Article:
International Journal of Primatology

, Volume 29, Issue 1, pp 95–115

Feeding Ecology of Propithecus diadema in Forest Fragments and Continuous Forest


DOI: 10.1007/s10764-007-9222-9

Cite this article as:
Irwin, M.T. Int J Primatol (2008) 29: 95. doi:10.1007/s10764-007-9222-9


Forest fragmentation is viewed as a serious threat to primates, yet whether or not it can disrupt food resources and cause energetic stress remains largely untested. I present the results of a 12-mo study of the feeding ecology of Propithecus diadema in fragmented and continuous forest at Tsinjoarivo, eastern Madagascar. Two continuous forest groups had higher dietary diversity and ate more fleshy fruit, but during the dry season, diversity was reduced and they relied heavily on mistletoe (Bakerella clavata). In contrast, 2 groups in fragments employed the lean season strategy of eating mistletoe year-round; the fruiting tree species that sustain continuous forest groups through the rainy season were largely absent. As expected, intersite dietary overlap was highest in the dry season. The level of specialization was high: fragment groups devoted 30–40% of feeding time to Bakerella clavata, compared to 28–30% in continuous forest. The major characteristic of Bakerella clavata enabling it to be an important fallback or staple resource, or both, is its extended phenology. The difference in resource utilization between sites may have important implications for nutritional status, as well as ranging and social behavior, largely owing to the small size and high abundance of feeding patches of Bakerella. Understanding resource shifts in fragments can shed light on socioecological questions by providing comparisons between continuous forest and fragment populations with differing diets and resource distributions. In addition, understanding dietary shifts in fragments can aid in species-specific conservation efforts, while contributing to a better understanding of the considerable interspecific variability of primates in responses to fragmentation.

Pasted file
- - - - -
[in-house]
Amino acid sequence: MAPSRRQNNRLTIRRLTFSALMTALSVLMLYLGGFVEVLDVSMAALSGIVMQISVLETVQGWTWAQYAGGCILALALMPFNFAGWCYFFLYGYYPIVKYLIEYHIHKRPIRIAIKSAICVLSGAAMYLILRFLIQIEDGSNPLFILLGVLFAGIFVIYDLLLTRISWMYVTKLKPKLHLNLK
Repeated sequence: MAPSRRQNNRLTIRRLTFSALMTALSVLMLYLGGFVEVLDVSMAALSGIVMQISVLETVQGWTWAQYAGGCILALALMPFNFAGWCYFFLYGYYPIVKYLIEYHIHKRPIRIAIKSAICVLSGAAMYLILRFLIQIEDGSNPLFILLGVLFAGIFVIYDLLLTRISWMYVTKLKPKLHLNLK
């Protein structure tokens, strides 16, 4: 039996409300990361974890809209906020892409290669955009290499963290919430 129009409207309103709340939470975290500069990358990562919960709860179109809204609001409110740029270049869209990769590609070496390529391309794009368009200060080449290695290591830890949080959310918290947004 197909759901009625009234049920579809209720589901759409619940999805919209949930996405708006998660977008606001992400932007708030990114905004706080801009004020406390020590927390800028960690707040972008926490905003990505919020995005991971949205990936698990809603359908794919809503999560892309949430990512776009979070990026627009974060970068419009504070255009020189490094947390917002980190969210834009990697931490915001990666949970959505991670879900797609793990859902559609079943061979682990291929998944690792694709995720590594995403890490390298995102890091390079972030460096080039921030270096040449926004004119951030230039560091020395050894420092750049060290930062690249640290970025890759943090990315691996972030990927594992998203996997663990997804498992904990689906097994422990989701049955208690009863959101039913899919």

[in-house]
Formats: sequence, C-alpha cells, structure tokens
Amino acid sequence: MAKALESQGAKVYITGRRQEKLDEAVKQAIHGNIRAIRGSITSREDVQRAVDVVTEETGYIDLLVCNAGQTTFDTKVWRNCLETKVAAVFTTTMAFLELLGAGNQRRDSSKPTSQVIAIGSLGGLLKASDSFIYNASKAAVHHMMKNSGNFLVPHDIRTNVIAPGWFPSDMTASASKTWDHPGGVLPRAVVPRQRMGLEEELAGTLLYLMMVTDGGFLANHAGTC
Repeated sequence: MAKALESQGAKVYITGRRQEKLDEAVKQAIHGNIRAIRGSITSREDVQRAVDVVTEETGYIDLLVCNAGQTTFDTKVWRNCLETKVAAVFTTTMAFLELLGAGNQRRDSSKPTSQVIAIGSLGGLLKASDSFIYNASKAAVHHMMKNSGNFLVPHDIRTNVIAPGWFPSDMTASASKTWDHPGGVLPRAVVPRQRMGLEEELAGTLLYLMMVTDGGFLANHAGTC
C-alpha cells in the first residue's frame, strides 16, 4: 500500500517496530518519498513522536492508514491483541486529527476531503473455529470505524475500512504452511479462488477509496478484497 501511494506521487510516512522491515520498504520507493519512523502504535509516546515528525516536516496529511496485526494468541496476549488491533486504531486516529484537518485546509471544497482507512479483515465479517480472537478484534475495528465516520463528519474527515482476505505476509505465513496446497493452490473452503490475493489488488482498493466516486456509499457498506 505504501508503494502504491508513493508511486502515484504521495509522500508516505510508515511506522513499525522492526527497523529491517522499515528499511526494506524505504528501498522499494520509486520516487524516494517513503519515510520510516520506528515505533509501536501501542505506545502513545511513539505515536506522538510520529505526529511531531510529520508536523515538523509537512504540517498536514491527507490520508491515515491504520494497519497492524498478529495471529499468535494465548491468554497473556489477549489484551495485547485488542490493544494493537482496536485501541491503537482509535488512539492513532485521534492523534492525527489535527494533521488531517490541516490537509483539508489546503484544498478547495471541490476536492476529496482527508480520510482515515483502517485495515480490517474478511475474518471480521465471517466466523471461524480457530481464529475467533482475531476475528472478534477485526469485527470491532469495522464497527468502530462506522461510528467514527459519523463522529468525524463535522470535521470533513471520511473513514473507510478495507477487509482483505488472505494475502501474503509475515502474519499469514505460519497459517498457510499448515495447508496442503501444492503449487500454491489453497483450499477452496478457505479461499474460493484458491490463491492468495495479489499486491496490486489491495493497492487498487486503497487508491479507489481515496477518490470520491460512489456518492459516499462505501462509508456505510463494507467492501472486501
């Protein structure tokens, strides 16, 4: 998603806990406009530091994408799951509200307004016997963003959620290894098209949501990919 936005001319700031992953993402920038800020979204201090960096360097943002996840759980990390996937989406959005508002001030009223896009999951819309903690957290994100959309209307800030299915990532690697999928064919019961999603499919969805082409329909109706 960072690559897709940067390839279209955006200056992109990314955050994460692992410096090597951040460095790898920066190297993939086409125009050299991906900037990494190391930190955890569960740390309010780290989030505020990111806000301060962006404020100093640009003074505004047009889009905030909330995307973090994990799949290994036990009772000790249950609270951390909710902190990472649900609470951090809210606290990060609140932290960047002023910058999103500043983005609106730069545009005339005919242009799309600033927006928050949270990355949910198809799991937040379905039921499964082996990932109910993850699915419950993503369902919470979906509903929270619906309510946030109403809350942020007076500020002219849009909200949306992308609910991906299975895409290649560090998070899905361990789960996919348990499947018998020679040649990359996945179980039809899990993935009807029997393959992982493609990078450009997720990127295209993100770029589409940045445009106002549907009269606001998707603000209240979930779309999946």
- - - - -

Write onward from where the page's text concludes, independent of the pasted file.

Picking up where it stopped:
conservationdiademed sifakasdietforest fragmentationmistletoePropithecus diadema

Copyright information

© Springer Science+Business Media, LLC 2007

Authors and Affiliations

  1. 1.Interdepartmental Doctoral Program in Anthropological Sciences, Department of AnthropologyStony Brook UniversityStony BrookUSA
  2. 2.Department of BiologyMcGill UniversityMontrealCanada